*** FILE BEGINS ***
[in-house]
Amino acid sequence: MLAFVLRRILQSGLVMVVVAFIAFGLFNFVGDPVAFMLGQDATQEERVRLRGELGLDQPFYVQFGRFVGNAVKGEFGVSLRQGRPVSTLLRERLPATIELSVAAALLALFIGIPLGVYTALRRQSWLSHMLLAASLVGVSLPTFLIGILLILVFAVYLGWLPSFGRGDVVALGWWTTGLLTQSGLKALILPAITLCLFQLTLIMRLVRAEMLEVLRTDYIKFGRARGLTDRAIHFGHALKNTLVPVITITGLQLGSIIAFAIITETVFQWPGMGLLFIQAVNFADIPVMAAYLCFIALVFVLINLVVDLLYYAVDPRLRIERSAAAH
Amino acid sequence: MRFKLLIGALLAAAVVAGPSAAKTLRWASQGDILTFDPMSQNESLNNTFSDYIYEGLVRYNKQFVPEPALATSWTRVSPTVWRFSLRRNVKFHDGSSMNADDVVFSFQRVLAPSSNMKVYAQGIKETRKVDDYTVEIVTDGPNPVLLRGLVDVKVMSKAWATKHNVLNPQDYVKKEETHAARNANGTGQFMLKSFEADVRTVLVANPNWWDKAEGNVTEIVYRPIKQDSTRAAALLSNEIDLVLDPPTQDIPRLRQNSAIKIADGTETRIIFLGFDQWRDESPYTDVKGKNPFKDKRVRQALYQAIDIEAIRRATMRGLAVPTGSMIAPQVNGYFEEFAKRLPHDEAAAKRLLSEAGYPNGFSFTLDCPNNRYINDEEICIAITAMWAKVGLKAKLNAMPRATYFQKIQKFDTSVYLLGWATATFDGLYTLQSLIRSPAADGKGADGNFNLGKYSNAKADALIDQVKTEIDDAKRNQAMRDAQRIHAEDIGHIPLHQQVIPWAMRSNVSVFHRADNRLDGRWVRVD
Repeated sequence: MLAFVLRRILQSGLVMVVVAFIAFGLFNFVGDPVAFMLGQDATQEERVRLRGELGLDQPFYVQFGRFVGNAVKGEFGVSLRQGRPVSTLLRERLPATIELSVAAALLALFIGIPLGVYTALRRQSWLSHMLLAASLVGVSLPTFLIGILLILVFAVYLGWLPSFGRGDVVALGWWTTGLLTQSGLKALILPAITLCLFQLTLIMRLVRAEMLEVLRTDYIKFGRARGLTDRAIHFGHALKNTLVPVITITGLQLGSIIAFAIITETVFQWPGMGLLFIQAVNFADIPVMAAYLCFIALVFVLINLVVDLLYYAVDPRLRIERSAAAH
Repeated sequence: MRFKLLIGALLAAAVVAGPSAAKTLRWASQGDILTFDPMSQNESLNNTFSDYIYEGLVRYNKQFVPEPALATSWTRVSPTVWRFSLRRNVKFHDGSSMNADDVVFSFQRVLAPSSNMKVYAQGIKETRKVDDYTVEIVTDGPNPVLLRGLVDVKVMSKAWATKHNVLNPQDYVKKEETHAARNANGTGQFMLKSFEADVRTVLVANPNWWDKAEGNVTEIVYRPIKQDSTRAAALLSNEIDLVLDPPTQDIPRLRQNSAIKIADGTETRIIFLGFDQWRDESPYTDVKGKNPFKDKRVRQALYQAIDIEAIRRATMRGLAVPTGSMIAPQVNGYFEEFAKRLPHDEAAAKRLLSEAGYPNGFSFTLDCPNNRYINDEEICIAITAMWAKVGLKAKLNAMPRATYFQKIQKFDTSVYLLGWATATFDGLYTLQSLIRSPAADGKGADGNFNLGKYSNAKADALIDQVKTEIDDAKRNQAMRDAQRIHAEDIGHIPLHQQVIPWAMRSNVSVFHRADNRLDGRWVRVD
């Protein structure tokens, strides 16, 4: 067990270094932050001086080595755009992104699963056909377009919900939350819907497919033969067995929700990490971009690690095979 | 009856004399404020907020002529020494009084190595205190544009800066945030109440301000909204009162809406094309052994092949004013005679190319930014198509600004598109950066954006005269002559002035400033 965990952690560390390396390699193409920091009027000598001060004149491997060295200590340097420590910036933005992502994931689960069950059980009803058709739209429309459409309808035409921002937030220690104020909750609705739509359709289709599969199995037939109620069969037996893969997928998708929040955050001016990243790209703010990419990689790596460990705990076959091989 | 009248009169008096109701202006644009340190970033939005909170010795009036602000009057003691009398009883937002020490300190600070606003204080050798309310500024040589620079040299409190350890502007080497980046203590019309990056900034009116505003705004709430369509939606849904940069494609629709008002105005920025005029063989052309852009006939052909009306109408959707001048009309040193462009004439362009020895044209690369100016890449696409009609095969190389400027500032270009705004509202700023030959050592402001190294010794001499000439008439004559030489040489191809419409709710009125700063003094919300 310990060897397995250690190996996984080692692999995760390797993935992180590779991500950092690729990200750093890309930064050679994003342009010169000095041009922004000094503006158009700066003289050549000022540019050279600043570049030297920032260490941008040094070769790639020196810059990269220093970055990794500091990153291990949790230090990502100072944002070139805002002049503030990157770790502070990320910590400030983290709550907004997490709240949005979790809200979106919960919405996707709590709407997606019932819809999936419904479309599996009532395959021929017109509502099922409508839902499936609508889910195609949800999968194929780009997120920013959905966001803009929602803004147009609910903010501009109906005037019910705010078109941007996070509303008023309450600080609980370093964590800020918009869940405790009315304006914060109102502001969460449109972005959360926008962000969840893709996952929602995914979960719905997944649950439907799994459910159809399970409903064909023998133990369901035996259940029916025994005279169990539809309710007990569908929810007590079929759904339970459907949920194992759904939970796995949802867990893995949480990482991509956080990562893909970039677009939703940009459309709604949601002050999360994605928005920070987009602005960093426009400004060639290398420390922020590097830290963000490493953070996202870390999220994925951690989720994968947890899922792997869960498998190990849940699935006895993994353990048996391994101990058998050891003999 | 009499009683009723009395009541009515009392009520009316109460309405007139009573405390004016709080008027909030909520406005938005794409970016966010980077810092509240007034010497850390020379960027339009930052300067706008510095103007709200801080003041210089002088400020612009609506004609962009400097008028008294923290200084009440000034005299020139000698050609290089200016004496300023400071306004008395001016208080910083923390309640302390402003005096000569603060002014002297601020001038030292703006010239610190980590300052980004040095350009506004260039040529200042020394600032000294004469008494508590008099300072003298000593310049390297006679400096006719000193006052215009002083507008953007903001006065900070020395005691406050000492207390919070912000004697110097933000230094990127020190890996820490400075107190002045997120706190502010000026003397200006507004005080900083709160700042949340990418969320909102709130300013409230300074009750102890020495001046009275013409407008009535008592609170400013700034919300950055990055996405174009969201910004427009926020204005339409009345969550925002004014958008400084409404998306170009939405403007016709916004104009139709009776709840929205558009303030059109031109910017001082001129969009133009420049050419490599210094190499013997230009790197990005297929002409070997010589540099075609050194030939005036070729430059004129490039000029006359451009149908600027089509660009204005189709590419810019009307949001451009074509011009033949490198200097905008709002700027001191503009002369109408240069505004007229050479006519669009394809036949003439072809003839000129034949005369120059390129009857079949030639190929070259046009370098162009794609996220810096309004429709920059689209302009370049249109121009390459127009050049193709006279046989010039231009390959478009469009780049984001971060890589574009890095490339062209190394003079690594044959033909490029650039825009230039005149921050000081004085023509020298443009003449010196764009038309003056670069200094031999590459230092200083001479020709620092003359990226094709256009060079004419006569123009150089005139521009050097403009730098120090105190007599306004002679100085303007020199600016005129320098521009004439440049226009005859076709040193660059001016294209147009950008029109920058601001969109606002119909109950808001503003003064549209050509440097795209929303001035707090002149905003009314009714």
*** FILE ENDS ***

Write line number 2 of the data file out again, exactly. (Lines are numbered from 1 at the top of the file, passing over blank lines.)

Amino acid sequence: MLAFVLRRILQSGLVMVVVAFIAFGLFNFVGDPVAFMLGQDATQEERVRLRGELGLDQPFYVQFGRFVGNAVKGEFGVSLRQGRPVSTLLRERLPATIELSVAAALLALFIGIPLGVYTALRRQSWLSHMLLAASLVGVSLPTFLIGILLILVFAVYLGWLPSFGRGDVVALGWWTTGLLTQSGLKALILPAITLCLFQLTLIMRLVRAEMLEVLRTDYIKFGRARGLTDRAIHFGHALKNTLVPVITITGLQLGSIIAFAIITETVFQWPGMGLLFIQAVNFADIPVMAAYLCFIALVFVLINLVVDLLYYAVDPRLRIERSAAAH